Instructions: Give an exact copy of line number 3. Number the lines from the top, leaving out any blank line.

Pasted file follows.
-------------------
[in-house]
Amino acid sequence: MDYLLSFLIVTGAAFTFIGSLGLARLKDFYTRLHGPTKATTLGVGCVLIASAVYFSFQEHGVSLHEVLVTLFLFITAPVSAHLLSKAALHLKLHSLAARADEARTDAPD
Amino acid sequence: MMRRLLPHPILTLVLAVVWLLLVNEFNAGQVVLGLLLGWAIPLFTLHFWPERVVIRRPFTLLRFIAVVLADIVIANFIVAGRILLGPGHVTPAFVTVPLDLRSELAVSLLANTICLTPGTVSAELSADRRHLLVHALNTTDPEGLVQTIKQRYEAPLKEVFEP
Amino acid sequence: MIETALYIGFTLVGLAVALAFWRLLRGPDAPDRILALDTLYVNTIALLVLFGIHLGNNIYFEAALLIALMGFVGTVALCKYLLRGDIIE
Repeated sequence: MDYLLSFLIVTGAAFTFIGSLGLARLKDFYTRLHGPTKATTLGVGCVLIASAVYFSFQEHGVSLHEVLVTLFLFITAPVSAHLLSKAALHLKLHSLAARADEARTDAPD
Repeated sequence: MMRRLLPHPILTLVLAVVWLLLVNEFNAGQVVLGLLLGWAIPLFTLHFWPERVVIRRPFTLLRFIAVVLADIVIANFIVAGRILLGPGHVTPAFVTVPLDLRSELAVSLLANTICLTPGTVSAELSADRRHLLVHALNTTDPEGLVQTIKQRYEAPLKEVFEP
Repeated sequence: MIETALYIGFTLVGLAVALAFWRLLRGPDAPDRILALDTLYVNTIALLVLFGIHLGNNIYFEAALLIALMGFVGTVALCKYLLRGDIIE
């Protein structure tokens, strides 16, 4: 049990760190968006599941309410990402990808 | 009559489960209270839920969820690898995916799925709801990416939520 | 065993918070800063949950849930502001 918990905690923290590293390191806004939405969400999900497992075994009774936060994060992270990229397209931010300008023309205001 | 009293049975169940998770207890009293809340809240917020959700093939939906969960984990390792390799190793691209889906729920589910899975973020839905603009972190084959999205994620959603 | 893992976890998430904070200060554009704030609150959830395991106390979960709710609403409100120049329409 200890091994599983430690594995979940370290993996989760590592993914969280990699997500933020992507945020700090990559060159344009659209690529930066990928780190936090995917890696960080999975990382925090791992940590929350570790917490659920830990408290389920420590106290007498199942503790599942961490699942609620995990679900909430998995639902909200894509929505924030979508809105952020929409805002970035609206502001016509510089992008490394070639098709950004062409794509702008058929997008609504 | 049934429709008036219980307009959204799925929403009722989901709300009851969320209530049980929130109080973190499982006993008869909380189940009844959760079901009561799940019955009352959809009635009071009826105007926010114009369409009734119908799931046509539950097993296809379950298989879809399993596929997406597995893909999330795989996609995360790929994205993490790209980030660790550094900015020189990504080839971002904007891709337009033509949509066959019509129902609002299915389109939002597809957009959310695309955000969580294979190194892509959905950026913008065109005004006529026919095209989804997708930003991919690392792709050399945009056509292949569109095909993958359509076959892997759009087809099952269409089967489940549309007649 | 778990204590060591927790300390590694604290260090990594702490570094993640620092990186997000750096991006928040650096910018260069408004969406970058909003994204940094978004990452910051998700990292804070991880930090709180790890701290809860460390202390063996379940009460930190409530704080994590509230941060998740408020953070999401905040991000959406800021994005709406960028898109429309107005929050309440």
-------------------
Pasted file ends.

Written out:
Amino acid sequence: MMRRLLPHPILTLVLAVVWLLLVNEFNAGQVVLGLLLGWAIPLFTLHFWPERVVIRRPFTLLRFIAVVLADIVIANFIVAGRILLGPGHVTPAFVTVPLDLRSELAVSLLANTICLTPGTVSAELSADRRHLLVHALNTTDPEGLVQTIKQRYEAPLKEVFEP